When the women managed to get their man to the church on time and became the respectable wife and mother, and a responsible member of the community, women still had the worse part of the marriage lottery. However decent the man she married was, however loving a father to their children, or good a breadwinner to their household he proved to be, the bottom line was that the husband remained head of the household, he was the breadwinner and controlled the household budget, and it was to him that wife and children turned whenever important decisions required to be made.
This essentially meant everything was done by the wife when her husband expected it to be done. They lived where he decided, they ate when he decided, they had sex whenever he decided, they had the number of children he wanted to father. There was not a man in Great Britain of any class who did not have his expectations met by his wife, without there being ‘trouble to pay’ when she was found wanting. For instance, when he arrived home at five o’clock after his day’s work was done, he expected to have a warm meal already out on the table for him, ready to eat. His wife, on the other hand, never rested until she went to bed (and not always then). Whereas her husband knocked off and relaxed upon coming home, her work was never done, and the only chance she got to sit down for two minutes in her busy day was when she went to the lavatory! Between 1860 and 1960, apart from women having been given the vote, little changed in the entire century to improve the woman’s lot!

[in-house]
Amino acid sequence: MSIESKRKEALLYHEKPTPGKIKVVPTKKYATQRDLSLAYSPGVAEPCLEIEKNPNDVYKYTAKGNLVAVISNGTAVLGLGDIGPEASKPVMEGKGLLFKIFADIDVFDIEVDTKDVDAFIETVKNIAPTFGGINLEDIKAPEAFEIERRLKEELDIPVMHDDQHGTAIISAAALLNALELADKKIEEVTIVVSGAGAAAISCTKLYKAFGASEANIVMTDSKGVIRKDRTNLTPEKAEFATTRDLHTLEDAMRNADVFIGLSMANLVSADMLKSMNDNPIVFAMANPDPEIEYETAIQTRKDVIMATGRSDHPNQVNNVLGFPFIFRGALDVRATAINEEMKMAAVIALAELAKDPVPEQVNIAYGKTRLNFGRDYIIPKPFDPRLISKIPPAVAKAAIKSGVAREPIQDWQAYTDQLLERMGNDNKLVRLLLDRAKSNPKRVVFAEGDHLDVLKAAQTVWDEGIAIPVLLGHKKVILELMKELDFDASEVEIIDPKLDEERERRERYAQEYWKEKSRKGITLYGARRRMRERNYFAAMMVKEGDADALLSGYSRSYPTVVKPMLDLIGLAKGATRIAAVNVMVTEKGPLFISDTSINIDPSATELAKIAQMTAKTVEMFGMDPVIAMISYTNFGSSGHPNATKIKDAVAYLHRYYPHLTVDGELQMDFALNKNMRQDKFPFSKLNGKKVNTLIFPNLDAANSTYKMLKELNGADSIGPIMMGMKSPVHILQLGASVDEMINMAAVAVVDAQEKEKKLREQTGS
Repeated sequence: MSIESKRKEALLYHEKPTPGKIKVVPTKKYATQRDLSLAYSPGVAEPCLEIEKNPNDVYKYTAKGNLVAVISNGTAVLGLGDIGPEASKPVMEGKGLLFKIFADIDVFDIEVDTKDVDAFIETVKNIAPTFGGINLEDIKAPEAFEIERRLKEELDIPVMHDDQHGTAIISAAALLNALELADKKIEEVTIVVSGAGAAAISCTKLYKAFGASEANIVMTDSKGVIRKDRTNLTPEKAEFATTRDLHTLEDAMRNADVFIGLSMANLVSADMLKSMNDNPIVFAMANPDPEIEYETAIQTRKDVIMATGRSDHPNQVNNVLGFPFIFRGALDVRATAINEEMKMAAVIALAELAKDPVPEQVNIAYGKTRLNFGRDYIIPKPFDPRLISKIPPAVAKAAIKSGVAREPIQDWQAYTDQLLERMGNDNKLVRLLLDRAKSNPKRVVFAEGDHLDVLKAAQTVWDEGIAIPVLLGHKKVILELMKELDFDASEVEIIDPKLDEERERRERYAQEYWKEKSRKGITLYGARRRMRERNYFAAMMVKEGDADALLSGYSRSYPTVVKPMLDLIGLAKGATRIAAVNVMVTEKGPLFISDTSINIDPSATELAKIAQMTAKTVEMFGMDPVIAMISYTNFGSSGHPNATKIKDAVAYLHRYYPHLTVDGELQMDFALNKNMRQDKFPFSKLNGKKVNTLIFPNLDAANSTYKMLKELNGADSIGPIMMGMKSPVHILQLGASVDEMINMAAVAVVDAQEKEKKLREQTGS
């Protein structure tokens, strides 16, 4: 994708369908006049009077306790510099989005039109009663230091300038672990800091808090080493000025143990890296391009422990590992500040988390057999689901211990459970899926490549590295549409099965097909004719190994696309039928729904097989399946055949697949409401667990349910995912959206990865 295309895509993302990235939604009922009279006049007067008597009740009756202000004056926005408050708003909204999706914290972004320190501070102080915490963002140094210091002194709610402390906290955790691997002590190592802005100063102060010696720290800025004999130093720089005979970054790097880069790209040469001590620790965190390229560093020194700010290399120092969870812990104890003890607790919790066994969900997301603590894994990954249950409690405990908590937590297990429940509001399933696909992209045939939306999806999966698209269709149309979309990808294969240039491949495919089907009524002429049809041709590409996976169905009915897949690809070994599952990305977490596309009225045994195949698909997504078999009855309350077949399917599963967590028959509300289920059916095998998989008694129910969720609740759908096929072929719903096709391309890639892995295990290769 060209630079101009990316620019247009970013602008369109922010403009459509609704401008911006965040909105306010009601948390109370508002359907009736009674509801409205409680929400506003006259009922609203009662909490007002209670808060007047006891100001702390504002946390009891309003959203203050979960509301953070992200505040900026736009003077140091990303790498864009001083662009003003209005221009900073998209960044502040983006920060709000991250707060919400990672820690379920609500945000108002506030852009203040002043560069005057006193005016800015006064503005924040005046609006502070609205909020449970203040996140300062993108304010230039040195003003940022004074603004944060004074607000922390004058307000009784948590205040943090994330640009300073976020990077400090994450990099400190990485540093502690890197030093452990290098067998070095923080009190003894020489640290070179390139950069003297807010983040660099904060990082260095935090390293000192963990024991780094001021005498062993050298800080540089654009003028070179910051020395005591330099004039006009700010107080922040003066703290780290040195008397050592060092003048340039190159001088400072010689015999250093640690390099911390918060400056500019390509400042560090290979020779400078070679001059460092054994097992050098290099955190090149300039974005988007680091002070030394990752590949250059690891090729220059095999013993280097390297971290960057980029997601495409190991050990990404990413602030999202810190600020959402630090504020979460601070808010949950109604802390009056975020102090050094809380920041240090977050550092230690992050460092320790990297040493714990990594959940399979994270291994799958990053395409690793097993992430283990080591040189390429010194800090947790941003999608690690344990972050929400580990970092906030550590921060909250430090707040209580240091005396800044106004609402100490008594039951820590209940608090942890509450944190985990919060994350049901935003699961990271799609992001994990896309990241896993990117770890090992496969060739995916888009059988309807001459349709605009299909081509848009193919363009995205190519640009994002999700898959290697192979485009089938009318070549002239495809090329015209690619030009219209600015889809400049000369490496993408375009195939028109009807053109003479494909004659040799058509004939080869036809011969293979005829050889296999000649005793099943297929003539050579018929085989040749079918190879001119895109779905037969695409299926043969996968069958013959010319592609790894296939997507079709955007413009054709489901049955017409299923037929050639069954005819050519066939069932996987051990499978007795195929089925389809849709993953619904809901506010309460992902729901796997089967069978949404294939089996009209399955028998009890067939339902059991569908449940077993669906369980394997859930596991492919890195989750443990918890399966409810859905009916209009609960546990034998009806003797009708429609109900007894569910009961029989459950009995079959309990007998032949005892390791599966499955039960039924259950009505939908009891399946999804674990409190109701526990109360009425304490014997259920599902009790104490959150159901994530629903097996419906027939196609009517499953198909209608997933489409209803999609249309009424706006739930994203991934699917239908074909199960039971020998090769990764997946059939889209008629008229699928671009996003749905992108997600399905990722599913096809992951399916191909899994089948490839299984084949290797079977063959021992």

The women of the day needed a female warrior to rally around, and the 1960s and 1970s witnessed a growth of women’s movements mushroom across the world; the most notable one at the time being headed by Germaine Greer and millions of feminist followers reading ‘The Female Eunuch’ as they paraded the streets in protest Their protest marches often concluded in the ceremonial burning of their bras in public demonstrations. Germain Greer adopted the role of a ‘Diana’ as she lectured far and wide, and it was impossible to turn on the television during the 1970s without seeing Germain Greer on the screen. Many feminists today would undoubtedly say that Germain Greer eventually ‘sold out’, but we would need a woman’s perspective to validate that view.